Buffeting tides of emotion – yours and others.

Artistic people are frequently wide open to the emotional tides around them – writers, artists, actors, all who work with emotions as tools of their trade and the fabric of their universe, ebb and flow along the currents that inspire them, that carry them, that sometimes control them.

Is it because we explore emotions so thoroughly that we are susceptible? I suspect so. As a writer, I will speak from a writer’s perspective, but it is true across the board (you’ll each recognize it in your own art). We enter the field willingly – we weep when our characters weep, if we did not, how can we create it? The best writing is written from inside the event, not outside, so inside we must be or our words are hollow and our readers will feel nothing for our characters, nor for our effort. We feel and we want our readers to feel, so we climb inside the fence line and run with our heroes and villains and strive to capture the essence that is each one of them.

Yet what we create has repercussions in our own lives, too, and we sometimes return from our adventures exhausted. Whether we capture our desires on paper successfully or not, we lived the events in the arenas of our minds.

People are by nature curious, intelligent and problem-solvers. We pick up books or watch movies that give us a break from our own problems by allowing us to indulge in solving someone else’s problems. It’s fun. It’s what we do so well. Sometimes we are looking for solutions to our own problems through books and films and, if it gives us a spark of an idea, so be it. We like challenges. Challenges inspire us.

So… that means books and films are about challenging situations, dramatic events and as many twists and turns a writer can put in there to keep up the tension and excitement.

Artistic people, therefore, splash around a great deal in the emotional playground of creativity.


Sometimes, though, it isn’t so easy to shut it down when we go about our daily routine. We remain open, and in real life bump into situations or people that trigger emotions we would be better without. For some it can be like living in a storm all the time. Being open to joy and excitement is wonderful, but frequently it’s the other side of the coin, and it is doubts, worries and the feeling of inadequacy that can assail an artistic person and tear them down. This is also our most vulnerable time when harsh words or even toss away comments can hurt us deeply.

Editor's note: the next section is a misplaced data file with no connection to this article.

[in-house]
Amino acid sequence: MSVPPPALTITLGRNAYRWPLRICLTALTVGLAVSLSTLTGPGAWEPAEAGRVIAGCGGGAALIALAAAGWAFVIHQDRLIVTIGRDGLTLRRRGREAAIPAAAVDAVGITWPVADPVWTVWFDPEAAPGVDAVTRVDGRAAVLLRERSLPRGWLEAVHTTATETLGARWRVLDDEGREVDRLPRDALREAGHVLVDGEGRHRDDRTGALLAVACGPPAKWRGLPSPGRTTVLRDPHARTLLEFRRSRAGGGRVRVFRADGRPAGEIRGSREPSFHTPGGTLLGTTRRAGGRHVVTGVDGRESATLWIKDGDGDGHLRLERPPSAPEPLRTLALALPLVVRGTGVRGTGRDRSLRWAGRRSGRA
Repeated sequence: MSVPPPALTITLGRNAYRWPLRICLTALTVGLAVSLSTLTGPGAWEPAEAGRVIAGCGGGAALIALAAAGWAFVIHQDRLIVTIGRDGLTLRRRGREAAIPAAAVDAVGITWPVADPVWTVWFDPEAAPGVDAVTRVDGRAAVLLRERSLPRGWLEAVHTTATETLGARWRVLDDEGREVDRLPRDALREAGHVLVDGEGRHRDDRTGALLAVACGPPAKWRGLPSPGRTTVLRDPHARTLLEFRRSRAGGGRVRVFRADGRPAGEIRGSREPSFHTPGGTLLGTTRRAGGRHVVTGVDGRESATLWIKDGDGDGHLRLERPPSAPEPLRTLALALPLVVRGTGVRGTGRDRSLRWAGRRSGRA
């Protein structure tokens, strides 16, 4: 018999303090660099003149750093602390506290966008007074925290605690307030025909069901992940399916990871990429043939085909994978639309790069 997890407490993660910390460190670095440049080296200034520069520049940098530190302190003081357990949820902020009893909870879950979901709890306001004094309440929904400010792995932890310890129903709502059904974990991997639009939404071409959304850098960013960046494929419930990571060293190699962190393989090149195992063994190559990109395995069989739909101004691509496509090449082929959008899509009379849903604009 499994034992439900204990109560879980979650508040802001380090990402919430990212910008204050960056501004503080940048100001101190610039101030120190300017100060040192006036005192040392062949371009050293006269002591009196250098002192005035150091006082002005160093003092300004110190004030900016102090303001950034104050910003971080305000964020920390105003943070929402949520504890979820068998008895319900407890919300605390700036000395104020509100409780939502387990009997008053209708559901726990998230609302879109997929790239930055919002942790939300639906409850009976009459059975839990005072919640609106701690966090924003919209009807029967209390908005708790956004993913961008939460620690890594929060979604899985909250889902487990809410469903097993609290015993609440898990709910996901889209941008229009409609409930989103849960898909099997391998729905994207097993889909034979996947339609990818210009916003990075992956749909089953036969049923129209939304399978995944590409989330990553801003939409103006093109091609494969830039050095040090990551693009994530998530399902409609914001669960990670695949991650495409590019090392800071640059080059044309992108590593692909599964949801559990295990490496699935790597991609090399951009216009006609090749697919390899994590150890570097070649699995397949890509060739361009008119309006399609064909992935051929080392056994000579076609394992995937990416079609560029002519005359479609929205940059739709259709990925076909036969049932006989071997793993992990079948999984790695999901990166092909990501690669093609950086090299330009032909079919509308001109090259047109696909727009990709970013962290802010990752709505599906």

Another aspect of all of this is picking up the emotions of others – worse, being overwhelmed by them.

When I am too open, I find I cannot go into any crowded place, such as a shopping center. It’s like every emotion I see around me is enacted through me. The noise crowds in. Half an hour is too much, I end up seriously dizzy and ill and needing to get away. For a long time, I thought this was just how I was, but then I started experimenting and I found some simple procedures helped. And now, at the risk of sounding seriously whacky, I am going to share them with you. Remember, we are playing with thoughts and thoughts are powerful things – these thoughts work for me and they are concepts worth exploring.

Because imagination is such a strength to me, I decided to use it as my strength. Before heading into the shopping mall, or engaging with a negative person, or indeed going into an unknown situation, I mentally surround myself with a barrier. It could be a shell, a suit of armor, a cloak or even white light – use whatever appeals to you. I use white light and imagine it having a cushioning effect that slows and stops anything from reaching me. It might just be that because I am focused on that, I am not susceptible to the surrounding tide of other people’s emotions, but it does work for me.

Another thing I do is keep our house our own. It is not a public place and not open for people to just pop in when they feel like it, bringing in whatever emotions they carry. Keeping your house private seems to go against the norm for many people, and I’m not telling you to keep your friends out, but if you can keep even a little part of it as YOUR place where no one else goes, you’ll find the energy there is your own and will never be disrupted. If you can’t manage a room, then try facing into a cupboard, strange as it sounds. Set it up with things important to you that you can sit in front of and look within and feel that peace. It’s calming.

Most importantly, though, look to your feeling and your thoughts. An emotion can waft in and waft out again, but if it can trigger your thoughts into negative lines, it will stay with you. Of course it can trigger your thoughts into positive lines, too, but we have no argument with those ones and won’t be tossing them out.

You might not notice every thought that goes through your head, but you do know if your thoughts are negative or positive by how you are feeling at any given time. Are you sad? Look to your thoughts. Are you fearful? Look to your thoughts.

Some years ago, I was fearful all the time. I knew eventually it would make me ill, in a serious sense, and I really wanted to stop it kicking in automatically all the time. I could take one negative thought and turn it into an all-day banquet. How the heck could I ever move forward into a wonderful future if I was living so negatively all the time?